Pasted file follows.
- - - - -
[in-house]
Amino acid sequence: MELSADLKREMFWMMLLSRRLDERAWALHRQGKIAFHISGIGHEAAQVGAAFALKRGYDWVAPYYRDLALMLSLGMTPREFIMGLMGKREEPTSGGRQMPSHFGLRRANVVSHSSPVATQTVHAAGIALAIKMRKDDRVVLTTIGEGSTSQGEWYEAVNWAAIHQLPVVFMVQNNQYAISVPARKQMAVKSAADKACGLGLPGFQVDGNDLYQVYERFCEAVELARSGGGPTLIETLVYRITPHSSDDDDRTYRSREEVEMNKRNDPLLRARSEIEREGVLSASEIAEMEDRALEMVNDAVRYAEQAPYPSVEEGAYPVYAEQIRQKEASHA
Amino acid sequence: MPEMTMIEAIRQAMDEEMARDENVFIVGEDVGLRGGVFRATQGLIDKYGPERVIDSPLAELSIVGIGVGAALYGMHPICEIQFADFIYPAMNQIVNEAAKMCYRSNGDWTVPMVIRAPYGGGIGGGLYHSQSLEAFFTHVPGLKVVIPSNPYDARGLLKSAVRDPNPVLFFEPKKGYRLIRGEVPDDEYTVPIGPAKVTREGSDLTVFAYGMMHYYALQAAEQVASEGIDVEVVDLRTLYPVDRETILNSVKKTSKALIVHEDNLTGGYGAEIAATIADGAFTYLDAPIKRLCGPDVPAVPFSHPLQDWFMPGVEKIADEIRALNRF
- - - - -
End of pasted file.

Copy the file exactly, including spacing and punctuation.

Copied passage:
[in-house]
Amino acid sequence: MELSADLKREMFWMMLLSRRLDERAWALHRQGKIAFHISGIGHEAAQVGAAFALKRGYDWVAPYYRDLALMLSLGMTPREFIMGLMGKREEPTSGGRQMPSHFGLRRANVVSHSSPVATQTVHAAGIALAIKMRKDDRVVLTTIGEGSTSQGEWYEAVNWAAIHQLPVVFMVQNNQYAISVPARKQMAVKSAADKACGLGLPGFQVDGNDLYQVYERFCEAVELARSGGGPTLIETLVYRITPHSSDDDDRTYRSREEVEMNKRNDPLLRARSEIEREGVLSASEIAEMEDRALEMVNDAVRYAEQAPYPSVEEGAYPVYAEQIRQKEASHA
Amino acid sequence: MPEMTMIEAIRQAMDEEMARDENVFIVGEDVGLRGGVFRATQGLIDKYGPERVIDSPLAELSIVGIGVGAALYGMHPICEIQFADFIYPAMNQIVNEAAKMCYRSNGDWTVPMVIRAPYGGGIGGGLYHSQSLEAFFTHVPGLKVVIPSNPYDARGLLKSAVRDPNPVLFFEPKKGYRLIRGEVPDDEYTVPIGPAKVTREGSDLTVFAYGMMHYYALQAAEQVASEGIDVEVVDLRTLYPVDRETILNSVKKTSKALIVHEDNLTGGYGAEIAATIADGAFTYLDAPIKRLCGPDVPAVPFSHPLQDWFMPGVEKIADEIRALNRF